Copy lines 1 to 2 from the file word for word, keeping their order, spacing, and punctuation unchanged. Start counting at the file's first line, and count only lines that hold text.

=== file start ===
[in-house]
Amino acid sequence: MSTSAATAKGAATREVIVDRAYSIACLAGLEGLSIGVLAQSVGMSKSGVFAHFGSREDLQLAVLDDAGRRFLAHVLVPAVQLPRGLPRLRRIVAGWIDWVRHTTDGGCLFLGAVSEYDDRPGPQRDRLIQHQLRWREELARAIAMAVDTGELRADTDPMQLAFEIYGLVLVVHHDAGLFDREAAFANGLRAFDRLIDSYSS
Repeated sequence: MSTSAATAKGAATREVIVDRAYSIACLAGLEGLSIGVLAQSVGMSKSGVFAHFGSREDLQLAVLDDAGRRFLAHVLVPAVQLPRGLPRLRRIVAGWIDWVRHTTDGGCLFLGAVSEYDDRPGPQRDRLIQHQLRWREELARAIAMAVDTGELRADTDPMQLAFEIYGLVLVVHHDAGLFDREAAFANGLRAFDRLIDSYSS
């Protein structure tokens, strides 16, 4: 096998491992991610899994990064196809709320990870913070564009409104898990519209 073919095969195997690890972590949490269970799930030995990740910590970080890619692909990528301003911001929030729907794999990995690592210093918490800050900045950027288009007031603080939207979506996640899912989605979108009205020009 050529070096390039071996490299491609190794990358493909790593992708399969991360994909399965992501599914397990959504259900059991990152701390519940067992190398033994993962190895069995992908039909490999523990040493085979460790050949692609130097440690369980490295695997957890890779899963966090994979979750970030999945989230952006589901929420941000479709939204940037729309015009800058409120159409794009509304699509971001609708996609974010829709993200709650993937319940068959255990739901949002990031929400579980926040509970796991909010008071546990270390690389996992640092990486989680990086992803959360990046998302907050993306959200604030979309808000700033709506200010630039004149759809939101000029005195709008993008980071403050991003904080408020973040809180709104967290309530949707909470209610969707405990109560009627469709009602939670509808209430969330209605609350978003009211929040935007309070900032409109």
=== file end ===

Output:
[in-house]
Amino acid sequence: MSTSAATAKGAATREVIVDRAYSIACLAGLEGLSIGVLAQSVGMSKSGVFAHFGSREDLQLAVLDDAGRRFLAHVLVPAVQLPRGLPRLRRIVAGWIDWVRHTTDGGCLFLGAVSEYDDRPGPQRDRLIQHQLRWREELARAIAMAVDTGELRADTDPMQLAFEIYGLVLVVHHDAGLFDREAAFANGLRAFDRLIDSYSS